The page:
What is Project Wolbachia?
Project Wolbachia involves the release of male mosquitoes infected with the Wolbachia bacteria to control the population of Aedes aegypti mosquitoes, which spread dengue. The bacteria is found in many insects, but not in the Aedes aegypti mosquito.
When the male Wolbachia-Aedes mosquitoes mate with female Aedes aegypti mosquitoes that do not carry the bacteria, the resulting eggs do not hatch. This reduces the number of Aedes mosquitoes. Male Wolbachia-Aedes mosquitoes do not bite or transmit disease.
How mozzies are made
1. Adult Wolbachia-Aedes mosquitoes mate in the facility’s insectary and lay eggs.
2. The minuscule eggs, the size of small black dots, are collected and stored on pieces of paper and kept until it is time to produce more mosquitoes. About 36 million eggs are kept on standby in the facility’s “egg bank”.
3. Once the eggs are submerged in water, they hatch into larvae within half an hour.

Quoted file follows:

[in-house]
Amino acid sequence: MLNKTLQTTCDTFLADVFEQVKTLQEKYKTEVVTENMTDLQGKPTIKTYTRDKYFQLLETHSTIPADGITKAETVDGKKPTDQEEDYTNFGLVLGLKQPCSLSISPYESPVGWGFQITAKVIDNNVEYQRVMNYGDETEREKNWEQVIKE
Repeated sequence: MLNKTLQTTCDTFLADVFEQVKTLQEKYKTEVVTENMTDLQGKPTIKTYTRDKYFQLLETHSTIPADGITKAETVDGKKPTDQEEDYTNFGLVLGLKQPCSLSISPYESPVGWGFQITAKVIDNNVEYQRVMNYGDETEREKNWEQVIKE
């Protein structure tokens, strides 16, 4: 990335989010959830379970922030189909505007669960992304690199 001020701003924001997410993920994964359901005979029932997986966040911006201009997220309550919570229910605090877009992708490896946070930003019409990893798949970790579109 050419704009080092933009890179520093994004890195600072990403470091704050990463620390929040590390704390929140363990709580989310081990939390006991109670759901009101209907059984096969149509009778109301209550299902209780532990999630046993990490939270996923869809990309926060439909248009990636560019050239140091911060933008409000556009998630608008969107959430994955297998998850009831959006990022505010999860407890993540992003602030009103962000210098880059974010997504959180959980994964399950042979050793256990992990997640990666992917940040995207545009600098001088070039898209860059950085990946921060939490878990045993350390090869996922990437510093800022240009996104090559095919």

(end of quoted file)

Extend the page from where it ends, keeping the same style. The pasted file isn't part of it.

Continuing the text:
4. The larvae are counted using an automatic counter, kept in trays and fed with modified fish food until they turn into pupae.
5. Pupae are sorted by sex, with only the males kept for release. To be extra safe, sorted mosquitoes are given a small dose of X-ray radiation, rendering any females that may have slipped through infertile, so that they cannot reproduce.
6. The pupae are kept in tubes where they grow into adults. The tubes are then brought to estates around Singapore, where the mosquitoes are released
By the numbers
- About 200 million Wolbachia-Aedes aegypti mosquitoes have been bred at NEA’s facility since 2019
- About 1.5 to 2 million Wolbachia-Aedes mosquitoes are released every week
- They have been released around 160,000 homes, including about 1,800 HDB blocks across study sites in Yishun, Tampines, Choa Chu Kang and Bukit Batok towns, and 5 sq km of a landed estate in Marine Parade
- 3 to 4 months: How long it takes for these mosquitoes to actually have an impact on the dengue figures
- 150 mosquitoes contained in each tube
- Up to 88 per cent reduction in dengue cases at some Project Wolbachia study sites